Litho Printing: Then and Now

When it comes to printing, there are 2 terms that society is familiar with: Litho Printing and Digital Printing. The latter speaks for itself while litho printing is mostly misunderstood. So, what exactly is litho printing or lithography? As a litho printing company, we elaborate.

What is Litho Printing?

Directly translated from Ancient Greek, Lithography means “stone to write.” Lithography is a printing method that is originally based on the immiscibility of water and oil. This printing was done from a smooth surfaced metal plate or, as the name suggests, stone (usually lithographic limestone). This form of printing was invented by German actor and author, Alois Senefedler as a cheap alternative to publishing theatrical scripts.

Alois Senefelder

In its early period, lithography used an image that was drawn with wax, fat or oil onto the surface of a limestone or metal plate. Areas were etched onto the stone so that when it was moistened, these particular areas would retain water. An oil based ink could then be added and would repel the water, sticking only to the original drawing. The ink would then be transferred onto a blank sheet of paper, finally producing the printed page. Many people in the Fine Arts industry still use this traditional technique to this day.

A steam-powered lithographic press illustrated.

Today, most high-volume publications, magazines and books are printed using offset lithography. Since the 1960s this has been the most popular form of printing.

The Modern Lithographic Process

When it comes to the production of posters, newspapers, maps, books and packaging, high-volume lithography is the go-to printing method. As mentioned previously, most books are printed using a method called Offset Lithography.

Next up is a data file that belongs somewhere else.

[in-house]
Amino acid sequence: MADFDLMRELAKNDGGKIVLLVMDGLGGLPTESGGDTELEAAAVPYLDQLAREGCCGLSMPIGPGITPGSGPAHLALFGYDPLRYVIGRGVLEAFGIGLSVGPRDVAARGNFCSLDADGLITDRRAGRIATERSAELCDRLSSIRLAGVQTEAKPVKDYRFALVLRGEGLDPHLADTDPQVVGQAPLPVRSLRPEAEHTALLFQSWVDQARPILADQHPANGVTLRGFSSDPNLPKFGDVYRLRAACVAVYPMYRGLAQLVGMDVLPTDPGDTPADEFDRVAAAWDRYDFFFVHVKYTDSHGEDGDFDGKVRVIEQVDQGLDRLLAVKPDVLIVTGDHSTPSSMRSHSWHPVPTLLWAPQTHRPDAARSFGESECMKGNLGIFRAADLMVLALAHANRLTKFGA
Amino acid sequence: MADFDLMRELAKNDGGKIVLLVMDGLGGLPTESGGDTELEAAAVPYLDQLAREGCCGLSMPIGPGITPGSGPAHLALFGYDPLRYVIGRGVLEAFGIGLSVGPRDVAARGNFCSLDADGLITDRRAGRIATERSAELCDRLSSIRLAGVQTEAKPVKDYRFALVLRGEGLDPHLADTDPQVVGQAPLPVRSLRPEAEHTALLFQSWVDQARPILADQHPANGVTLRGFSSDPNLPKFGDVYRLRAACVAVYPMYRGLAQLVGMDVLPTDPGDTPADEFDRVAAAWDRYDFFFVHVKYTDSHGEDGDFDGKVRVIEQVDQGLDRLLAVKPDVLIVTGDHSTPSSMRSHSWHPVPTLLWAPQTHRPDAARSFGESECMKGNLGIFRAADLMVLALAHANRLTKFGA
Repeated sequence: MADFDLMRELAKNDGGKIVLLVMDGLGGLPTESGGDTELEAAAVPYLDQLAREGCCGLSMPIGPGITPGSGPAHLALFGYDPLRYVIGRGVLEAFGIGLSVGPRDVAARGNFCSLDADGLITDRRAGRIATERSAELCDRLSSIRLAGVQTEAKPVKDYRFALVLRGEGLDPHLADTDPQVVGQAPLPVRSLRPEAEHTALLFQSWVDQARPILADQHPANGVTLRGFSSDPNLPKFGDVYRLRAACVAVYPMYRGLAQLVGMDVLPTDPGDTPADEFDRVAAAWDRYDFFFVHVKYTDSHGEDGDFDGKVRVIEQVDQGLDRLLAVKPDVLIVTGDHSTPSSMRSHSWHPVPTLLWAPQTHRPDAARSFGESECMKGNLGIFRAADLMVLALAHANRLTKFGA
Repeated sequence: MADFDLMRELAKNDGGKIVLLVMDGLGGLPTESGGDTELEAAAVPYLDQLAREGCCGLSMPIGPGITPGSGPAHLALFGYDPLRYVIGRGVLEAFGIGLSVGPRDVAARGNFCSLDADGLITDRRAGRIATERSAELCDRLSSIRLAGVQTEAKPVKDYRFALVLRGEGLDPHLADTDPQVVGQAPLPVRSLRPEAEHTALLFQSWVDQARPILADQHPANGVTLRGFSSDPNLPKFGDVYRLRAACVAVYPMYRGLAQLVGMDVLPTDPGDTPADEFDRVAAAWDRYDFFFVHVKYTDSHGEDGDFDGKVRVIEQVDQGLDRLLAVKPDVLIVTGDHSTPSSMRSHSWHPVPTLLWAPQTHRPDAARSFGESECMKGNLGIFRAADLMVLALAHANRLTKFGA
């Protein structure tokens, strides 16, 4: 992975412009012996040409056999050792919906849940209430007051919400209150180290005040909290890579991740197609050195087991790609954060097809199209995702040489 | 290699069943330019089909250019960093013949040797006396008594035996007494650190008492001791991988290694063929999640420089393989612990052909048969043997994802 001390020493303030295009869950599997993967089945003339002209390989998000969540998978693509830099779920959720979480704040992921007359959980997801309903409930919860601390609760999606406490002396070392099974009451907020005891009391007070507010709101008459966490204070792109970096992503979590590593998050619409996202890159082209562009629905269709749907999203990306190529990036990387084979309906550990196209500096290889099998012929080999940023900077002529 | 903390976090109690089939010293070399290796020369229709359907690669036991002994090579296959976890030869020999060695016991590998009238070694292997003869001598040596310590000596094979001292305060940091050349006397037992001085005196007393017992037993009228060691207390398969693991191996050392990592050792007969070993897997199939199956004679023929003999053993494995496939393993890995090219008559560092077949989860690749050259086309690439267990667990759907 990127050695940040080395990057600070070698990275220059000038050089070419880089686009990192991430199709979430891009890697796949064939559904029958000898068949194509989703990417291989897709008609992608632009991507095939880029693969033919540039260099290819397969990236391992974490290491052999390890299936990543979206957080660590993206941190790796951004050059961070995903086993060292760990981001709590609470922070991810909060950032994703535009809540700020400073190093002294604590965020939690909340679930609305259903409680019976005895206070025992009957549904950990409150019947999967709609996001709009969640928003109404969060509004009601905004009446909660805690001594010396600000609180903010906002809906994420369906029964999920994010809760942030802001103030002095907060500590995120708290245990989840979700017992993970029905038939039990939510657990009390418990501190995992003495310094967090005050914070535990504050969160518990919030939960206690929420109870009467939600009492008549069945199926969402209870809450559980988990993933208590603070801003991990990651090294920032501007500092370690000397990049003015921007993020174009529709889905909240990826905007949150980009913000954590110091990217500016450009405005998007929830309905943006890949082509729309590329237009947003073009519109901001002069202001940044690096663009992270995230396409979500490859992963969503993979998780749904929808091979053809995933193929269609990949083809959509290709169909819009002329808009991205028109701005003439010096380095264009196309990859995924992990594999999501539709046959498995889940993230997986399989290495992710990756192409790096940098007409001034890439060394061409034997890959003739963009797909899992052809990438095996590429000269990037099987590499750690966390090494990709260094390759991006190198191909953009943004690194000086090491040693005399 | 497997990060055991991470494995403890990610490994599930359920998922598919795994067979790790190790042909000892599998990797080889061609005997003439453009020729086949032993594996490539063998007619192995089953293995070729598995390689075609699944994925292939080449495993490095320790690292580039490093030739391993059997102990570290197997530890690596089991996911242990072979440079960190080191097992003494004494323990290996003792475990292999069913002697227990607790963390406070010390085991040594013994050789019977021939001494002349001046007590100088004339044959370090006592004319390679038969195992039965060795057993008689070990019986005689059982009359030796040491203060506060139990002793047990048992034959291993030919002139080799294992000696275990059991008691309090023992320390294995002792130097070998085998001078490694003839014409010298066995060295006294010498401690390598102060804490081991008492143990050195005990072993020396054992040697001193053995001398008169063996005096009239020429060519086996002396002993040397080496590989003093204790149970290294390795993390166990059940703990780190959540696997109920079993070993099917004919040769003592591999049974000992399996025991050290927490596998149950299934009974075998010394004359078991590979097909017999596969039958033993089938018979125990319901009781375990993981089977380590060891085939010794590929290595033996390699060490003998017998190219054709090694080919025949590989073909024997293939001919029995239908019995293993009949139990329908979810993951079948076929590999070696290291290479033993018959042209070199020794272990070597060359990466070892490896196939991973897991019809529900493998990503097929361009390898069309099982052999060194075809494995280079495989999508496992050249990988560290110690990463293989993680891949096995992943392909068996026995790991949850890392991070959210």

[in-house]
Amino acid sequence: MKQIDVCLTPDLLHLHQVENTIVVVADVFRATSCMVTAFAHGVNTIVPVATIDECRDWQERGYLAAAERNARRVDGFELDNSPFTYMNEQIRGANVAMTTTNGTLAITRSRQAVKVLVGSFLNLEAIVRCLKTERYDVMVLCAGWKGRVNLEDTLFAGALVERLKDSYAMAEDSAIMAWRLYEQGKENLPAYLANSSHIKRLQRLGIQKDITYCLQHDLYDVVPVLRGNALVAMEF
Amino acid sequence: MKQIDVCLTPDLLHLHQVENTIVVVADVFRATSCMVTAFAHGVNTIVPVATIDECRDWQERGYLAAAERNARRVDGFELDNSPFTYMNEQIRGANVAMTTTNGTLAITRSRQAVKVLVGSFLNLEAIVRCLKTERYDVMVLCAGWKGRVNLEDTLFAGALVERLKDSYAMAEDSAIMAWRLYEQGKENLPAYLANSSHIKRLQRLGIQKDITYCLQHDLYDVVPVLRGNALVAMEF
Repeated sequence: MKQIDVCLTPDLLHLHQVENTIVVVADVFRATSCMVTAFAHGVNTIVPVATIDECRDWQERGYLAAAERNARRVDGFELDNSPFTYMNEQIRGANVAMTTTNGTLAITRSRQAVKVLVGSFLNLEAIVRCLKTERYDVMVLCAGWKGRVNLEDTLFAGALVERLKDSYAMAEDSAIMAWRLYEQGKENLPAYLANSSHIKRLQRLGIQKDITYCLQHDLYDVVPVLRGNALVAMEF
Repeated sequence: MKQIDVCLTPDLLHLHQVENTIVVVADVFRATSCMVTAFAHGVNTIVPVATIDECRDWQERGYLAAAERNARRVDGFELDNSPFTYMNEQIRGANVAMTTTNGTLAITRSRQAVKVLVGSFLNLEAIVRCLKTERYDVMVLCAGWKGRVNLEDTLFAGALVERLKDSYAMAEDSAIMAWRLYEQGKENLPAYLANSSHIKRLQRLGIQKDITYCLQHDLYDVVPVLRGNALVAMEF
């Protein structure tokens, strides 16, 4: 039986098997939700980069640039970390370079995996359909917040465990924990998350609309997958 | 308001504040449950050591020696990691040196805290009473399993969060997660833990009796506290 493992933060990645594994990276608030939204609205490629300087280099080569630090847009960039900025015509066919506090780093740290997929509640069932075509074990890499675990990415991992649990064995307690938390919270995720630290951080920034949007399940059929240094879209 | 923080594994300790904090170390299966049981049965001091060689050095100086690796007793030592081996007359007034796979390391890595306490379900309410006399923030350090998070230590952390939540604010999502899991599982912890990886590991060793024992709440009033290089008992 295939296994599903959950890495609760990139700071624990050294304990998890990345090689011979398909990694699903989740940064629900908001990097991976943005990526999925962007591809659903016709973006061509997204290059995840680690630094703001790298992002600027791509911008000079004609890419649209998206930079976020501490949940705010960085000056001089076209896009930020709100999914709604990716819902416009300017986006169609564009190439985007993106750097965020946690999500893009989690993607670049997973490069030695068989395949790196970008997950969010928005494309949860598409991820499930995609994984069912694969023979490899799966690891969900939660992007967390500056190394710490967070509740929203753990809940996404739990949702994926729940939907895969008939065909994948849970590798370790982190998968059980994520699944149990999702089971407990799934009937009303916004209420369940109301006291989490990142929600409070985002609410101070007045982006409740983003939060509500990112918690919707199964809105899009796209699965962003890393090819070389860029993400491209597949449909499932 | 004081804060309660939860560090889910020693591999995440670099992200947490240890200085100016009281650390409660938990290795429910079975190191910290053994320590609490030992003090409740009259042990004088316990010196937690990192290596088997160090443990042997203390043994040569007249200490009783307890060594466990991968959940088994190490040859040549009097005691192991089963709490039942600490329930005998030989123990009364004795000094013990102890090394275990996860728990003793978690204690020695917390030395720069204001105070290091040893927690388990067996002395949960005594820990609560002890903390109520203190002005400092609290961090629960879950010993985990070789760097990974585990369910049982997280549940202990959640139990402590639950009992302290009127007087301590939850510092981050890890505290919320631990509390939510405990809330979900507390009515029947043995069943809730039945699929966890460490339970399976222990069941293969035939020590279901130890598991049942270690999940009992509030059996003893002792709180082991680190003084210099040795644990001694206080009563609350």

In Offset Lithography, polyester, flexible aluminium, paper printing plates or mylar are used instead of traditional stone tablets. Modern printing plates are covered in photosensitive emulsion and have a roughened texture to them. A photographic negative will then be placed to make contact with the emulsion while the plate is then exposed to UV light.

The emulsion then shows a reverse image of the negative, a duplicate of the original. The image on the emulsion can also be made by Direct Laser Imaging, this is known as a platesetter.

The plate is then fixed to a cylinder on the printing press. Water is applied with dampening rollers which covers all the blank portions of the plate but is repelled from the image surface due to the emulsion. Hydrophobic ink is then applied – it is repelled by water and only sticks to the emulsion of the image. It is then applied to the rollers for inking.

Now, if this was immediately transferred to paper, it would create a mirror like image and obviously the paper would become too moist. Therefore, the plate rolls against the cylinder and is covered in a “rubber blanket” that removes the water, lifts the ink and transfers it effortlessly to the paper through applied pressure.

The paper is then passed between a counter pressure and the blanket cylinder while the image is transferred to the paper. Because the picture is first “offset” to the rubber blanket, this process is known as Offset Lithography.

Jetline Litho Printing Services

Jetline provides full colour, high gloss, high quality litho printing services. This method is ideal for large quantities and high quality and low costs.

Using a combination of oil based inks and metal plates to transfer images, this process creates exceptional results with the most precise and intricate attention to detail. If you are looking for a professional, high quality litho printing company, look no further than Jetline.

2018-06-04T10:53:34+00:00April 20th, 2018|News|Comments Off on Litho Printing: Then and Now